Washington: President Donald Trump is rapidly approaching a Monday deadline to avert a government shutdown, but aides and politicians appear flummoxed about his strategy, left to interpret musings from his Twitter feed while he golfs and otherwise remains out of public view.
A large spending bill that Congress passed last week must be signed into law by midnight Monday (Tuesday AEDT) to prevent many federal agencies from significantly scaling back their operations. After Congress passed the bill, Trump posted a video on Twitter announcing his objections to it, saying that stimulus benefits were too small and that foreign aid was too excessive.
Since he posted the video last week, White House aides have not offered public briefings on Trump's strategy or plans. Instead, Trump has issued a series of tweets reiterating his demand for changes but not saying much more. Vice President Mike Pence is in Vail, Colorado and has also been out of sight in recent days.
Donald Trump heads off to play golf after the deadline passed to sign the stimulus bill. Credit:AP
The consequences of inaction are immense.
Starting Tuesday, hundreds of thousands of federal employees would be sent home without pay. And even the many federal employees who continue to work because they are deemed "essential," such as members of the military, will not be paid until a new funding bill is authorised.
In addition to a government shutdown, eviction protections for millions of Americans would lapse later this week, more than 14 million people could lose access to unemployment benefits and no stimulus checks would be issued. Without the bill becoming law, no new money would go toward vaccine distribution, schools, small-business aid or the ailing airline industry.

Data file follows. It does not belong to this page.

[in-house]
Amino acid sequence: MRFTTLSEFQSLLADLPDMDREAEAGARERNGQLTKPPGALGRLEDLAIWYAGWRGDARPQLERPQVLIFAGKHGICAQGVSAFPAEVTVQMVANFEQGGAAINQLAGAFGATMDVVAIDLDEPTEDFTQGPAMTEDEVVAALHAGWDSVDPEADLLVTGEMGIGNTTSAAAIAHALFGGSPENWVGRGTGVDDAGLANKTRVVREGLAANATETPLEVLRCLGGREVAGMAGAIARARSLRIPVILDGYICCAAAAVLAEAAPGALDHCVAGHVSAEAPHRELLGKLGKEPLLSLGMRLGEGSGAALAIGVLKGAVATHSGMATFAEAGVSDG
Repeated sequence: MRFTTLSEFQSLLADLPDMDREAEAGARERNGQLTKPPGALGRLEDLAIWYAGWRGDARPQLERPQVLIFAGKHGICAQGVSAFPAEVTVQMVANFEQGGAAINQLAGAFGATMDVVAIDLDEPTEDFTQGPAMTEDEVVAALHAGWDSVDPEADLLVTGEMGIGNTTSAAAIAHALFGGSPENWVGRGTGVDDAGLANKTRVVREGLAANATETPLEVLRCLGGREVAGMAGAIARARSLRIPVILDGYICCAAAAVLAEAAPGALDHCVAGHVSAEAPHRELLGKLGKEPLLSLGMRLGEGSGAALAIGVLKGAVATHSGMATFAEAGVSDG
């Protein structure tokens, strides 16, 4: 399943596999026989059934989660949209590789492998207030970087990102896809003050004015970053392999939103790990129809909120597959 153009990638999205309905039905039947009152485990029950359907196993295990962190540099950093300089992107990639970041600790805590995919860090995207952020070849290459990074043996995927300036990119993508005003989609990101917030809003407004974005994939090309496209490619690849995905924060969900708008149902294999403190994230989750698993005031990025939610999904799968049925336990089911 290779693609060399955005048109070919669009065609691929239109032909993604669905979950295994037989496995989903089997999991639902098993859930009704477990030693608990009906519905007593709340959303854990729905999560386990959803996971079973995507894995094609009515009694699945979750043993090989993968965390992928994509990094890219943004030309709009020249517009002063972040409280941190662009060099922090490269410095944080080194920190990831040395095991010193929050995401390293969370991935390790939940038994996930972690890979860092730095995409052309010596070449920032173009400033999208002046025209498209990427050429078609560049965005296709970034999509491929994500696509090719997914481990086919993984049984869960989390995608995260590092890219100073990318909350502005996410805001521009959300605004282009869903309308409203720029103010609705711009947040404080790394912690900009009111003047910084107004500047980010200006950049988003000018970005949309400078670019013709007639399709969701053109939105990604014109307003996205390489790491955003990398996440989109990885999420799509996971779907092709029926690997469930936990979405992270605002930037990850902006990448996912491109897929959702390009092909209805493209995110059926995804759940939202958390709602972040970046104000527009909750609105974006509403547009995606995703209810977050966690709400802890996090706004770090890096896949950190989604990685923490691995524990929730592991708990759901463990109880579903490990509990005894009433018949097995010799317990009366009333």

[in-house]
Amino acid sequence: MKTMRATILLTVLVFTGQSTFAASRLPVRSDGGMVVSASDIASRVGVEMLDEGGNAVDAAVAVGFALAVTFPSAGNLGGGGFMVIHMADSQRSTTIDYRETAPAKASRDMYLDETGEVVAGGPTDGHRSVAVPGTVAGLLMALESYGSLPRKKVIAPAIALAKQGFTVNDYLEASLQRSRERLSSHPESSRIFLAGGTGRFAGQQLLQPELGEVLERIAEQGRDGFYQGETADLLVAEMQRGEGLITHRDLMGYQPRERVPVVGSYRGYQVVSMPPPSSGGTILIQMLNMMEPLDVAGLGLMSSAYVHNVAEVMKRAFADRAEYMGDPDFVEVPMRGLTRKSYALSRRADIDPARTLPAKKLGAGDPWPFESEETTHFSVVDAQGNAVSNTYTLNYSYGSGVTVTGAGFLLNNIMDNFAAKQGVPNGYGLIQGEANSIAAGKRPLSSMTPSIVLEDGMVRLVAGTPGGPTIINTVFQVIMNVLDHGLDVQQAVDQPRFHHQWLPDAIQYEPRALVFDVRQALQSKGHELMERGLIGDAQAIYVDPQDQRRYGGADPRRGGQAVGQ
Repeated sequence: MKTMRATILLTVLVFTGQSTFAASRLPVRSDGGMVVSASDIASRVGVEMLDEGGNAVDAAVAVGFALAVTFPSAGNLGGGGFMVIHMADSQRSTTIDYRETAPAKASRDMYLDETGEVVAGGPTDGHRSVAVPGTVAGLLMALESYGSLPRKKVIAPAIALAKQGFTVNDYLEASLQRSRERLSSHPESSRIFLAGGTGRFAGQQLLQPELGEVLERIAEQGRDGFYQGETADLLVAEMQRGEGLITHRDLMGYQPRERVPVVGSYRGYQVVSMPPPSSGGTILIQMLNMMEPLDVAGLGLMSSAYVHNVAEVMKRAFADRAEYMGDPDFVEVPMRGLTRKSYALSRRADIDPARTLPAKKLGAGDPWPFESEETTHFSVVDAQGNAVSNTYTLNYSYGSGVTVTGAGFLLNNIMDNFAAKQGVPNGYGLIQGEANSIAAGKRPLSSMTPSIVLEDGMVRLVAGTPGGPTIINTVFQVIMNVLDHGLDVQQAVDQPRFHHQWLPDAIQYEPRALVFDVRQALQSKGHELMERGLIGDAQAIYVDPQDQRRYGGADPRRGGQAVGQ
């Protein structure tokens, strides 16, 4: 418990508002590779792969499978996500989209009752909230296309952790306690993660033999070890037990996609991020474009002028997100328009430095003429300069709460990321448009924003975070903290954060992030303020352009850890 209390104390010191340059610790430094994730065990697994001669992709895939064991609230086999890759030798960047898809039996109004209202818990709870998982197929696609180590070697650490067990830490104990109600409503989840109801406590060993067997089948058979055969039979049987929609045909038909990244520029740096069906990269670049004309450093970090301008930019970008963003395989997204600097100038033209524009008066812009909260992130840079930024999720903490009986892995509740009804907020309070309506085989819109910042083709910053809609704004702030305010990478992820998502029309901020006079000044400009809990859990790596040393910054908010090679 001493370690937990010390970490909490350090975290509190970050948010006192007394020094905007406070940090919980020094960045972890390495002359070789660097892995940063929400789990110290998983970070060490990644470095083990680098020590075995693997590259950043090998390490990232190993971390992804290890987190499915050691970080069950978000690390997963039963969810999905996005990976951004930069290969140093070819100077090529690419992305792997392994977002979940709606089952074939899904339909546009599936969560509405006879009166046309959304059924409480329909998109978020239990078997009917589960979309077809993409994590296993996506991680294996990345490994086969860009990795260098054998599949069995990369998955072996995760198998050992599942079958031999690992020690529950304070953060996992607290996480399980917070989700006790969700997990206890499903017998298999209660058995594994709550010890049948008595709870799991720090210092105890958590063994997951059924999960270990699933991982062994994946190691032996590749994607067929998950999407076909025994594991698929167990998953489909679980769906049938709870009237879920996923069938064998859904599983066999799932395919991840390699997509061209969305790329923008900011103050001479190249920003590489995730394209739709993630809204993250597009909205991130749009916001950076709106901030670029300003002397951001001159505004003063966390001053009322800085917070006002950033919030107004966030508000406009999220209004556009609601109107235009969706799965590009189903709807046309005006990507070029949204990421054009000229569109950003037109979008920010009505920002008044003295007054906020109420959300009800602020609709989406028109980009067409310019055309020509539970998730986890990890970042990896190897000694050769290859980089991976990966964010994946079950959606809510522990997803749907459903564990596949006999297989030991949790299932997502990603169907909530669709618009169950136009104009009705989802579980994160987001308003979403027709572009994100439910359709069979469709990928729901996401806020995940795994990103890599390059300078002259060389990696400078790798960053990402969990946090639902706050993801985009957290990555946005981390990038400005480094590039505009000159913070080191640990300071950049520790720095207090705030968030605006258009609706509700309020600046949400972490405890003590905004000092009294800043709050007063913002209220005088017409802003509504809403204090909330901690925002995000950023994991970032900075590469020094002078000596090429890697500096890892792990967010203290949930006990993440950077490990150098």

"I understand he wants to be remembered for advocating for big checks, but the danger is he'll be remembered for chaos and misery and erratic behaviour if he allows this to expire," Republican Senator Pat Toomey said on Fox News Sunday. "So I think the best thing to do, as I said, sign this and then make the case for subsequent legislation."
"You don't get everything you want, even if you are the President of the United States," he said.
Millions of American families who have lost their jobs during the pandemic and are still struggling have no choice but to await the President's decision.
Deseree and Matthew Cox have had almost zero income since August, when Matthew was terminated from his management job in pest control. His application for unemployment benefits from Florida has never made it through the system's queue. The $300 per week Matthew, 38, scrapes together driving for DoorDash hardly makes a dent covering bills, rent and food for themselves and their two children who have special needs.
People will die without this money. People will get evicted.
The Coxes have depleted their savings and moved from South Florida to the Indianapolis area for cheaper cost of living and to be near family that could help with child care. But they say they need the extended unemployment benefits, rental assistance, extended eviction moratoriums and direct payments promised by Congress's $908 billion stimulus package.
"People will die without this money," Deseree Cox said. "People will get evicted. People will not be able to get their medication. To [them], $600 or $2,000, it seems so little. But to the American people right now, it's just everything."